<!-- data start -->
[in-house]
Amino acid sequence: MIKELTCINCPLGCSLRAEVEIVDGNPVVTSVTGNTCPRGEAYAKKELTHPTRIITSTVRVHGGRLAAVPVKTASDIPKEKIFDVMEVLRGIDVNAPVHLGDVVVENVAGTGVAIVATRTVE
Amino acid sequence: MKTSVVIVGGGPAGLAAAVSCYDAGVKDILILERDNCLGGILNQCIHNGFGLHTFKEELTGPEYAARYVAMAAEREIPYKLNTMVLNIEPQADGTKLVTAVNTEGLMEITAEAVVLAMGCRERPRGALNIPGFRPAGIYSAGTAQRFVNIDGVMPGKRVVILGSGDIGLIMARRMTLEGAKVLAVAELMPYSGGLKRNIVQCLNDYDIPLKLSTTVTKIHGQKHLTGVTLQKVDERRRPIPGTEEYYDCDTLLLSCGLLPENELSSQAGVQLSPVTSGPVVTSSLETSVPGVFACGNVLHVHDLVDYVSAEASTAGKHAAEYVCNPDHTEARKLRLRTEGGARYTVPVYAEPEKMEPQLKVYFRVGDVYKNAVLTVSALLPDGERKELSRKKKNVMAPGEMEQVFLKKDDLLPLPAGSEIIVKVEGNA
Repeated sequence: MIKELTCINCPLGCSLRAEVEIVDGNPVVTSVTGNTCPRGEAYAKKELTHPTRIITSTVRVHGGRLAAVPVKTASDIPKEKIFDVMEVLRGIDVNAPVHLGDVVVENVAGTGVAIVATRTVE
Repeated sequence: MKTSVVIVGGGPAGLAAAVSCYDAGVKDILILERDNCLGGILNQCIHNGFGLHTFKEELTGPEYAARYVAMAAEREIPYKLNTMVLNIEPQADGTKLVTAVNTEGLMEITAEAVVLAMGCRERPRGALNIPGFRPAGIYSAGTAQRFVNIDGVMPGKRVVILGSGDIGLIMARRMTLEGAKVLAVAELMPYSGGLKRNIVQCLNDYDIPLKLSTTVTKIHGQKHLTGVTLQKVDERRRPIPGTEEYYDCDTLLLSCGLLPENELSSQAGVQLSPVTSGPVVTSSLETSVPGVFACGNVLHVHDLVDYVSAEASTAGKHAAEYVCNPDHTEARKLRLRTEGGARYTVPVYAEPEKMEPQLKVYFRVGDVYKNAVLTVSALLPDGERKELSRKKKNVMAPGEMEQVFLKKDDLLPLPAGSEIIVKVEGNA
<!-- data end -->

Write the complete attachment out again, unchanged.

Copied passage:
[in-house]
Amino acid sequence: MIKELTCINCPLGCSLRAEVEIVDGNPVVTSVTGNTCPRGEAYAKKELTHPTRIITSTVRVHGGRLAAVPVKTASDIPKEKIFDVMEVLRGIDVNAPVHLGDVVVENVAGTGVAIVATRTVE
Amino acid sequence: MKTSVVIVGGGPAGLAAAVSCYDAGVKDILILERDNCLGGILNQCIHNGFGLHTFKEELTGPEYAARYVAMAAEREIPYKLNTMVLNIEPQADGTKLVTAVNTEGLMEITAEAVVLAMGCRERPRGALNIPGFRPAGIYSAGTAQRFVNIDGVMPGKRVVILGSGDIGLIMARRMTLEGAKVLAVAELMPYSGGLKRNIVQCLNDYDIPLKLSTTVTKIHGQKHLTGVTLQKVDERRRPIPGTEEYYDCDTLLLSCGLLPENELSSQAGVQLSPVTSGPVVTSSLETSVPGVFACGNVLHVHDLVDYVSAEASTAGKHAAEYVCNPDHTEARKLRLRTEGGARYTVPVYAEPEKMEPQLKVYFRVGDVYKNAVLTVSALLPDGERKELSRKKKNVMAPGEMEQVFLKKDDLLPLPAGSEIIVKVEGNA
Repeated sequence: MIKELTCINCPLGCSLRAEVEIVDGNPVVTSVTGNTCPRGEAYAKKELTHPTRIITSTVRVHGGRLAAVPVKTASDIPKEKIFDVMEVLRGIDVNAPVHLGDVVVENVAGTGVAIVATRTVE
Repeated sequence: MKTSVVIVGGGPAGLAAAVSCYDAGVKDILILERDNCLGGILNQCIHNGFGLHTFKEELTGPEYAARYVAMAAEREIPYKLNTMVLNIEPQADGTKLVTAVNTEGLMEITAEAVVLAMGCRERPRGALNIPGFRPAGIYSAGTAQRFVNIDGVMPGKRVVILGSGDIGLIMARRMTLEGAKVLAVAELMPYSGGLKRNIVQCLNDYDIPLKLSTTVTKIHGQKHLTGVTLQKVDERRRPIPGTEEYYDCDTLLLSCGLLPENELSSQAGVQLSPVTSGPVVTSSLETSVPGVFACGNVLHVHDLVDYVSAEASTAGKHAAEYVCNPDHTEARKLRLRTEGGARYTVPVYAEPEKMEPQLKVYFRVGDVYKNAVLTVSALLPDGERKELSRKKKNVMAPGEMEQVFLKKDDLLPLPAGSEIIVKVEGNA